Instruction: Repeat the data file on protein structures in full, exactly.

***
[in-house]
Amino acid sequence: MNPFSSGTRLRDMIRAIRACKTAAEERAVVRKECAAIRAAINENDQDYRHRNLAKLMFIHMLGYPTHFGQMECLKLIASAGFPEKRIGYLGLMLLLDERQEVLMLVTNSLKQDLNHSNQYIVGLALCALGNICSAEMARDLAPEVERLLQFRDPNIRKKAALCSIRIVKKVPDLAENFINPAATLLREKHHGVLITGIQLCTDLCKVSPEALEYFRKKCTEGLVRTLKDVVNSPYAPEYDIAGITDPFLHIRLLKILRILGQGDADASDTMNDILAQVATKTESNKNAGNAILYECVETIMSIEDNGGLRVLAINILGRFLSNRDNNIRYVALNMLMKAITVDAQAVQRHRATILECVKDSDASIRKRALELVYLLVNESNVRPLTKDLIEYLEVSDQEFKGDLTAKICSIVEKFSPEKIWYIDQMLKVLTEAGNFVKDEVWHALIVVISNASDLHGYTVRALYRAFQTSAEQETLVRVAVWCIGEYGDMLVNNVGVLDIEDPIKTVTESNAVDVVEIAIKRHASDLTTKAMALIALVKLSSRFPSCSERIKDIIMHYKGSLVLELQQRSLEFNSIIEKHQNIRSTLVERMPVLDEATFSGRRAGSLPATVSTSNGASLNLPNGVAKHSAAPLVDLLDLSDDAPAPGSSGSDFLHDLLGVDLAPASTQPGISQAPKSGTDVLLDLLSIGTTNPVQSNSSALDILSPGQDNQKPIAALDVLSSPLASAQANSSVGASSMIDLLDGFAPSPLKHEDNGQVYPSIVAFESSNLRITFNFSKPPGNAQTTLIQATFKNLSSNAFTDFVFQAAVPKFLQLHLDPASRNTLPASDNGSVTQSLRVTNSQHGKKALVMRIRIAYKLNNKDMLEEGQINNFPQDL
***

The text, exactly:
[in-house]
Amino acid sequence: MNPFSSGTRLRDMIRAIRACKTAAEERAVVRKECAAIRAAINENDQDYRHRNLAKLMFIHMLGYPTHFGQMECLKLIASAGFPEKRIGYLGLMLLLDERQEVLMLVTNSLKQDLNHSNQYIVGLALCALGNICSAEMARDLAPEVERLLQFRDPNIRKKAALCSIRIVKKVPDLAENFINPAATLLREKHHGVLITGIQLCTDLCKVSPEALEYFRKKCTEGLVRTLKDVVNSPYAPEYDIAGITDPFLHIRLLKILRILGQGDADASDTMNDILAQVATKTESNKNAGNAILYECVETIMSIEDNGGLRVLAINILGRFLSNRDNNIRYVALNMLMKAITVDAQAVQRHRATILECVKDSDASIRKRALELVYLLVNESNVRPLTKDLIEYLEVSDQEFKGDLTAKICSIVEKFSPEKIWYIDQMLKVLTEAGNFVKDEVWHALIVVISNASDLHGYTVRALYRAFQTSAEQETLVRVAVWCIGEYGDMLVNNVGVLDIEDPIKTVTESNAVDVVEIAIKRHASDLTTKAMALIALVKLSSRFPSCSERIKDIIMHYKGSLVLELQQRSLEFNSIIEKHQNIRSTLVERMPVLDEATFSGRRAGSLPATVSTSNGASLNLPNGVAKHSAAPLVDLLDLSDDAPAPGSSGSDFLHDLLGVDLAPASTQPGISQAPKSGTDVLLDLLSIGTTNPVQSNSSALDILSPGQDNQKPIAALDVLSSPLASAQANSSVGASSMIDLLDGFAPSPLKHEDNGQVYPSIVAFESSNLRITFNFSKPPGNAQTTLIQATFKNLSSNAFTDFVFQAAVPKFLQLHLDPASRNTLPASDNGSVTQSLRVTNSQHGKKALVMRIRIAYKLNNKDMLEEGQINNFPQDL